To judge by this year’s lively atmosphere, especially on İstiklal Street, the main locale of the festival, the answer was a resounding yes. The festival indeed provided a common ground for a wide range of people. Instead of Emek, Atlas Theatre served as this year’s nerve centre.

Istanbul United (2014)

Istanbul United (2014)

Istanbul United, Farid Eslam and Olli Waldhauer’s documentary about Turkey’s soccer fans, held its premiere there. Accustomed to fighting one another in stadiums and bars and on the street, fans of Galatasaray, Fenerbahçe and Beşiktaş ended up marching together during last year’s protests. People attended the film’s gala wearing soccer jerseys; they applauded when they saw representatives of their team on screen; their mood became more solemn when videos of police violence appeared in news footage.

The Q&A session that followed suggested the film had gone down well with neither leftists nor soccer fans in the audience, however. They voiced their complaints about what they saw as problems of representation in the film.

A few days later I went to Atlas again and saw the city’s LGBTI community convene for the premiere of Trans X Istanbul, Maria Binder’s impressive documentary about the filmmaker’s encounters with the city’s discriminated, abused and regularly murdered transsexuals, which went on to win one of the festival’s human rights prizes. The cast were in full attendance, including the film’s main character Ebru, a leading defender of LGBTI rights and a candidate in the local elections this March.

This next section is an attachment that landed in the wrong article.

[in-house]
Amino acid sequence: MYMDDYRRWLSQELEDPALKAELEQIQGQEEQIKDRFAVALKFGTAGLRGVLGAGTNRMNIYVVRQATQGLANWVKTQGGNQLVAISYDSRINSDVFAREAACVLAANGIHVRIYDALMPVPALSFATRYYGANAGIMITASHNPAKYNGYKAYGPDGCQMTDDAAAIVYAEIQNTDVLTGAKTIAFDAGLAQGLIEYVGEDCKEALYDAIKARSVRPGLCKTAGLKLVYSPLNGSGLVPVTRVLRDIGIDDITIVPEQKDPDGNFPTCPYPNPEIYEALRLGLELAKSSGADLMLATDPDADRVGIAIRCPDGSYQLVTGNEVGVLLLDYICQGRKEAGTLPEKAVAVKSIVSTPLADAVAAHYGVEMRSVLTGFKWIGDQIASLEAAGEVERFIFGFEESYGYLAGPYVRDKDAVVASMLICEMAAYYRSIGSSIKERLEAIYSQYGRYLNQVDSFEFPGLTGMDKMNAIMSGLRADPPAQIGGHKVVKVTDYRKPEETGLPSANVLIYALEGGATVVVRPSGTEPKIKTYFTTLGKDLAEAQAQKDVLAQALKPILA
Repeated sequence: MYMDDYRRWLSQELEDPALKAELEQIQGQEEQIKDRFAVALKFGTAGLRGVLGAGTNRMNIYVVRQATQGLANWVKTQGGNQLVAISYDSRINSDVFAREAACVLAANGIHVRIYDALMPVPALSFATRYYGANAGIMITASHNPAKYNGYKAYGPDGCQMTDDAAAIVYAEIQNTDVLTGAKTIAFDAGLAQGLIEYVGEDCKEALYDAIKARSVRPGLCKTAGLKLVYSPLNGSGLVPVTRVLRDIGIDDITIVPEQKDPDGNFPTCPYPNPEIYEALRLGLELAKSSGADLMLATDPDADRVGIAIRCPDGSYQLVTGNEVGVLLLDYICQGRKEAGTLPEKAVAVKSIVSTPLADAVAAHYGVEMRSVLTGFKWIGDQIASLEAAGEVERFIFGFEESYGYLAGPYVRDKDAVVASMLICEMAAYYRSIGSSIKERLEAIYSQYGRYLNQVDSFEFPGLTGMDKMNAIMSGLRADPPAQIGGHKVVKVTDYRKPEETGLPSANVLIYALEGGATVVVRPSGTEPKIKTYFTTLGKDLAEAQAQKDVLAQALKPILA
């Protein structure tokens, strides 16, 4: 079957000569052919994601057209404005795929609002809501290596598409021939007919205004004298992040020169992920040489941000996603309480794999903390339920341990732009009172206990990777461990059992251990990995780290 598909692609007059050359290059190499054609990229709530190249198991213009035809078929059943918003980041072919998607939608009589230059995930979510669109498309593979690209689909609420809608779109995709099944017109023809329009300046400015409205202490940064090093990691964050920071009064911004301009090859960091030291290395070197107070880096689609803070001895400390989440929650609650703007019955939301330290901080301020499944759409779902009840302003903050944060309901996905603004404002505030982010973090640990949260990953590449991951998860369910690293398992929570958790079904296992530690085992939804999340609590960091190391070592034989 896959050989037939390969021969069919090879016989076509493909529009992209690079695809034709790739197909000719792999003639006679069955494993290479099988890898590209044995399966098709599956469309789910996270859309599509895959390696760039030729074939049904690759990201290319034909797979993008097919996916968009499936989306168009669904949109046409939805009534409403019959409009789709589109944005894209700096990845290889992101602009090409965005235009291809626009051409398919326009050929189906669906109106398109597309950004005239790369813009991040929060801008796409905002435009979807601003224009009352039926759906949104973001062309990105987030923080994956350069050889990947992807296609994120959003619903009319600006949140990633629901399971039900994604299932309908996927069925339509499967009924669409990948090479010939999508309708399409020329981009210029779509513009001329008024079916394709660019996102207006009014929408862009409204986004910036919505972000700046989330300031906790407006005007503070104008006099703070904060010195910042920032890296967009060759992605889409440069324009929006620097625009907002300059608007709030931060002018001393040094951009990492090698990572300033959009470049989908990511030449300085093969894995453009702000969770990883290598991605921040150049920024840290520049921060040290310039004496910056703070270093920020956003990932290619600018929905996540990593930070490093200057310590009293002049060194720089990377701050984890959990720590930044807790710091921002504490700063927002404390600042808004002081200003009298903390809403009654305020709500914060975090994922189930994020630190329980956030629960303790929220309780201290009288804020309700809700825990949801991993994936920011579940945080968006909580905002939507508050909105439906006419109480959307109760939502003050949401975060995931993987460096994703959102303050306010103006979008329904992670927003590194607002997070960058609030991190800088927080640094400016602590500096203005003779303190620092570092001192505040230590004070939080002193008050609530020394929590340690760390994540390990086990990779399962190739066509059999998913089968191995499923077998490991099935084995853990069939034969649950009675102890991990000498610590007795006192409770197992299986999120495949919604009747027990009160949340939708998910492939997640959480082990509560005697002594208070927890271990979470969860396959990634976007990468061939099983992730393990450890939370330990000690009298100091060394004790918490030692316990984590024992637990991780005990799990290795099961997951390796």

Come to My Voice (Were Dengê Min), Hüseyin Karabey’s brilliant film about the Kurdish question, had a similarly lively premiere in Atlas, attended by a group of dengbêj (Kurdish storytellers) in their traditional attire. It was exciting to watch Karabey treating the Kurdish question as a Kafkaesque nightmare. In the film, soldiers arrest a group of Kurdish men who had been spending the evening listening to a group of dengbêj; they demand to see weapons they claim are hidden in their houses. The film’s protagonist Temo has to provide a gun in order to be released; since he doesn’t have one, it falls to his daughter Jiyan and his grandmother to find a solution to this paradox.

Come to my Voice (Were Dengê Min, 2014)

Come to my Voice (Were Dengê Min, 2014)

During the Q&A section at the end, one viewer talked about her grandparents, executed during the Kurdish massacres in 1938. The exact same method was used; villagers were asked to produce guns in order to be released, and when they failed to provide them, guns were pointed and fired at them.

The film sadly failed to win the festival’s main Golden Tulip award (the jury split that between Eskil Vogt’s Blind and Tayfun Pirselimoğlu’s I Am Not Him (Ben o Değilim), but it went on to win the audience award. It seemed as if people begged to differ with the choices of those in the upper echelons of power, just as in last year’s protests.